Factbox: What's changed in Cuba's new foreign investment law

(Reuters) - Cuba’s National Assembly on Saturday unanimously approved a new foreign investment law that the communist-run country hopes will attract badly needed capital, improve growth and create jobs.

Accompanying regulations, which may differ from previous rules, will not be published for 90 days.

Following are some differences between the current and the new law, and a summary of what remains unchanged.


CURRENT LAW: Negotiations with Cuban authorities go through various steps with no time limit until a proposal reaches the Council of State or Council of Ministers, at which point the two bodies have 60 days to approve or reject.

NEW LAW: Some minor ventures approved at the ministerial level within 45 days. Larger ventures still must go through the more lengthy process of passing the Council of State or Council of Ministers.


CURRENT LAW: Profits taxed at 30 percent and use of labor at 25 percent (11 percent for the right to use a worker and 14 percent for social security).

NEW LAW: Cuts profit tax in half to 15 percent and eliminates the labor tax.

CURRENT LAW: Profits from mining, oil and other raw material ventures can be taxed at higher levels, up to 45 percent.

NEW LAW: Taxes on profits in mining, oil and other raw material ventures are limited to 22.5 percent.

CURRENT LAW: Any tax breaks for investing in Cuba are negotiated.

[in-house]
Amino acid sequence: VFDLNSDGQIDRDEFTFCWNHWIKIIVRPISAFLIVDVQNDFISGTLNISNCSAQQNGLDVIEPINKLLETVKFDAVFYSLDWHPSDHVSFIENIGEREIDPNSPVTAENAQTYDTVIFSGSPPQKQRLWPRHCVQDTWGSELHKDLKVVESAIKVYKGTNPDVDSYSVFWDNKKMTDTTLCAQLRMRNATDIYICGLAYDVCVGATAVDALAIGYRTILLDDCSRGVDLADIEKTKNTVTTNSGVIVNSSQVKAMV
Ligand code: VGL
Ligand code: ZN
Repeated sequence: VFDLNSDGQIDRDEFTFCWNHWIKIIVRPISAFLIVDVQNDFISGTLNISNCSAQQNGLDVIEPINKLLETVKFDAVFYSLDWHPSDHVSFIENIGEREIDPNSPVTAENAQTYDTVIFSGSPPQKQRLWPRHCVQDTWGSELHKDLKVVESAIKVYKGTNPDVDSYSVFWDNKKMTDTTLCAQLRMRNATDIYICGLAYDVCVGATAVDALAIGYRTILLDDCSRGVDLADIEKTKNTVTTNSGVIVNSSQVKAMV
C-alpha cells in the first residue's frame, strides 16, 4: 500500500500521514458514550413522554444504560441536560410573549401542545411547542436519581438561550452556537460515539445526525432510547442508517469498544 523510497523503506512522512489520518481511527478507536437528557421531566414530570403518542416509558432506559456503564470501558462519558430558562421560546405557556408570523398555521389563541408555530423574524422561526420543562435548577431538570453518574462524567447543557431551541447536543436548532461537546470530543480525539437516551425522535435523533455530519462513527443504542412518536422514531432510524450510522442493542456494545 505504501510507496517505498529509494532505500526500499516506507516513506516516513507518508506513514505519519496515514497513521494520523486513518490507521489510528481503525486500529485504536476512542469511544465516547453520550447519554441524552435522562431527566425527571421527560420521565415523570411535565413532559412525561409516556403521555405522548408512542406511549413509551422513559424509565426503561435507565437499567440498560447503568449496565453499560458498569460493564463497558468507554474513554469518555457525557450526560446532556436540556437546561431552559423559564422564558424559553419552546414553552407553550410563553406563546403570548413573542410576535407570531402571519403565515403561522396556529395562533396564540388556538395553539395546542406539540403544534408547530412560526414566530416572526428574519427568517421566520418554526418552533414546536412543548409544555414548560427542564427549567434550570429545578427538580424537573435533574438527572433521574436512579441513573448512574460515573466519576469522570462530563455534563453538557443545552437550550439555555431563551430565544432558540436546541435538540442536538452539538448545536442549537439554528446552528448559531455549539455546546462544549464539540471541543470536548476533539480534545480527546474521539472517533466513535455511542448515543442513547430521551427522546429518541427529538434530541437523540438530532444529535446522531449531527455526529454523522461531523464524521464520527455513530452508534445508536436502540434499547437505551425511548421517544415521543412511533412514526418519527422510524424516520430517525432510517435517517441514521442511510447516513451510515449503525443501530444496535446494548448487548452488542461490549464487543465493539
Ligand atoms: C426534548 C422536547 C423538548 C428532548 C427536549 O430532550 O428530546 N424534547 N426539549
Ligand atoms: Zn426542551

NEW LAW: Investors are exempted from paying a profit tax for eight years upon the signing of an agreement.

CURRENT LAW: Investors are subject to income tax.

NEW LAW: Investors are exempted from income tax.


CURRENT LAW: Allows for 100 percent foreign ownership, but in practice the government rarely if ever approves permits for wholly owned foreign groups.

NEW LAW: Also allows for 100 percent foreign ownership but denies those companies the same tax benefits afforded to joint ventures with the Cuban state or associations between foreign and Cuban companies.

CURRENT LAW: Does not specifically exclude Cubans living abroad, but in practice they are not allowed to invest.

NEW LAW: Does not specifically exclude Cubans living abroad. Official media reports say a foreign investor will be any person or corporation with a foreign address and capital, and that the government will actively exclude political opponents from the Cuban exile community in Miami.


CURRENT LAW: Only state-run companies are authorized to form ventures with foreign investors.

NEW LAW: In addition to state-run companies, private farm and non-farm cooperatives authorized to form ventures with foreign investors.


Under the proposed new law, the following remain basically unchanged from the 1995 legislation, although this could change upon publication of accompanying regulations.


Disputes are to be settled by Cuba-based arbitration unless specified otherwise in agreements.


Joint ventures and other forms of association must hire labor through state-run companies, paying agreed-upon wages in convertible currency. The hiring organization then pays Cuban workers in the local peso and handles labor disputes.

Companies must use Cuban citizens and residents for all positions, with the exception of high-level management.


Companies may import and export directly, bypassing the state’s cumbersome trading companies.


The Mariel Special Development Zone retains its tax laws, which are even more favorable than those in the proposed new law. Investors in Mariel will also benefit from other provisions of the new law.

Reporting by Marc Frank; Editing by Daniel Trotta and James Dalgleish